McLaren problems could take “quite some time” to fix
Posted By: James Allen  |  04 Apr 2013   |  9:11 am GMT  |  133 comments

JA on F1 technical adviser and former Williams chief engineer Mark Gillan believes it will take McLaren quite some time to fix problems with their 2013 car.

The Woking-based team ended last year with the fastest car, but decided to go for a significant change, rather than evolve the 2012 design. They have been well off the pace in the first two races of the season, with ride issues among their problems.

The team has just four points, 62 less than championship leaders Red Bull, with Jenson Button and Sergio Perez scoring a ninth place each. However Button was on for a top five result in Malaysia before a pit stop problem slowed his progress.

Although McLaren are renowned for starting slowly, but improving the car quickly through the season, Gillan told the latest edition of the JA on F1 podcast that it might not be so easy to do that with this car, as the problem is not simply aerodynamic, but more fundamental than that,

“I was surprised at how slow they were at the beginning of the season,” said Gillan. “They’ve had a couple of poor starts, but typically get it sorted.

“The fact they are obviously concerned about the development and how quickly they can improve things probably means the problems are down to suspension and the pick up points into the chassis which are quite difficult to change quickly.

“If it was just purely aerodynamic changes, I’d expect them to deal with it within a race or two, so it’s probably going to take them quite a while.”

If the McLaren does require new mounting points for the suspension, there are two options – to build a new chassis, which takes 90 days or cut the affected area out of the existing chassis and bond in new pick up points, but this adds weight and requires the chassis to be in Woking, which will not be possible over the China/Bahrain period.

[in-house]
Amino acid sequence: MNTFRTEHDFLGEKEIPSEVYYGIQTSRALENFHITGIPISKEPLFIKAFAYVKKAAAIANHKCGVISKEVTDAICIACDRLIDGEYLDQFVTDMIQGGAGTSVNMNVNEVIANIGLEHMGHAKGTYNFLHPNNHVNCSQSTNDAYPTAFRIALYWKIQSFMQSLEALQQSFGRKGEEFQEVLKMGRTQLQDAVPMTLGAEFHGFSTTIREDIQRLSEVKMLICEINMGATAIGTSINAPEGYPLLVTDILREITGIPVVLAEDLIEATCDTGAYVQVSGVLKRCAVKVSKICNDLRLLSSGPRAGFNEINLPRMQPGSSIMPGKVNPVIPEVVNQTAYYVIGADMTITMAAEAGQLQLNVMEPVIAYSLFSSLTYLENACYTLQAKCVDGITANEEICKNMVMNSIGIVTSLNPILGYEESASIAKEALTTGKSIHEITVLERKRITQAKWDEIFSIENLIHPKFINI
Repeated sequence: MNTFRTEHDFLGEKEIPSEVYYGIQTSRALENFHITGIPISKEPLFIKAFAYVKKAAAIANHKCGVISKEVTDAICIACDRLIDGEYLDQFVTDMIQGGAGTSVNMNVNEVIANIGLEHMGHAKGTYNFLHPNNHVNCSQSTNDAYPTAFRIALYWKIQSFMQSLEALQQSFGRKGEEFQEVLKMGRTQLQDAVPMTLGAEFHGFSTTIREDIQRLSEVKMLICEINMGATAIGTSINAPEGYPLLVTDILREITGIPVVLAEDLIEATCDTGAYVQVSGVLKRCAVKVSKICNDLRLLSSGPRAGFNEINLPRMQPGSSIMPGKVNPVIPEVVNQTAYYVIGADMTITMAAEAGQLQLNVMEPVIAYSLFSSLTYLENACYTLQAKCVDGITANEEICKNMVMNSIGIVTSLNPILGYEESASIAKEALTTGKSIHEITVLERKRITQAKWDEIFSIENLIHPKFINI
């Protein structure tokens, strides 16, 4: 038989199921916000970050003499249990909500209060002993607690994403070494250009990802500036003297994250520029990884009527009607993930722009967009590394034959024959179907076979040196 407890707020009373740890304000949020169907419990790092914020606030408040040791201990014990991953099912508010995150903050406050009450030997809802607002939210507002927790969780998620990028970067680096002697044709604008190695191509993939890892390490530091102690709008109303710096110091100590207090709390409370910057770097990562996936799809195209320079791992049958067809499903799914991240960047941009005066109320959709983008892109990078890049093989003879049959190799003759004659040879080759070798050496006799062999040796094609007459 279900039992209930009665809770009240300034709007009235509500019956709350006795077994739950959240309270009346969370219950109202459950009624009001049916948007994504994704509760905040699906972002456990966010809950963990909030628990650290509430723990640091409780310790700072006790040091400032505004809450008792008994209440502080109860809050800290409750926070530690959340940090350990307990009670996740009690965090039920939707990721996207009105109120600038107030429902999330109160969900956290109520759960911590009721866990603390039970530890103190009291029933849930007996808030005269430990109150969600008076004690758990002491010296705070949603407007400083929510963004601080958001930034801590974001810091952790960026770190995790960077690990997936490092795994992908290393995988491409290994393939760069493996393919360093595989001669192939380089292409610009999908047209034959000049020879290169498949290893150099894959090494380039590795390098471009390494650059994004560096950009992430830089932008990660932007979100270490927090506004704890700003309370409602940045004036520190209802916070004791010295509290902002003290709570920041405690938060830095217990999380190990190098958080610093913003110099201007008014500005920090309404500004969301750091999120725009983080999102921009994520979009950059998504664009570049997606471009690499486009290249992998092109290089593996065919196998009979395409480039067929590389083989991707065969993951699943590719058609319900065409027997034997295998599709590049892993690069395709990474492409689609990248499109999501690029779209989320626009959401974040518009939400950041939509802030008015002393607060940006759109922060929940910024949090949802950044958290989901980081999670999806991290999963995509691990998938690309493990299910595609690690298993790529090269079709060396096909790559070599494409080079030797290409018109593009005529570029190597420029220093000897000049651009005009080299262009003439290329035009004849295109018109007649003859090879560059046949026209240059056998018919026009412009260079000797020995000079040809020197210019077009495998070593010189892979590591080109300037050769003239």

But even if they start building a new one now, the chassis wouldn’t be ready until the Canadian Grand Prix, round seven of the championship, at the earliest.

To listen to the full interview with Mark Gillan on all of the teams plus interviews with James Allison, Kimi Raikkonen, Fernando Alonso and Felipe Massa, make sure you listen to the April edition of the JA on F1 podcast available to download directly here.

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It appears the new car was based on Button’s driving style… now they have learned the lesson the hard way, they are lost at the helm.

They need the feedback of a talented driver to give them some real direction. The engineers have nothing to work with…


Button is severely overrated… it was always going to be this way.

Tornillo Amarillo

Many wouldn’t be McLaren fans anymore.

The team should look for another management profile. They have taken many bad decisions or procedures lately, anyway results are not there because of somebody to blame, it never was bad luck, it never was the drivers.

Reset the team. They are not performing according with their resources, they are not really fighting Championships, and people can get tired of that.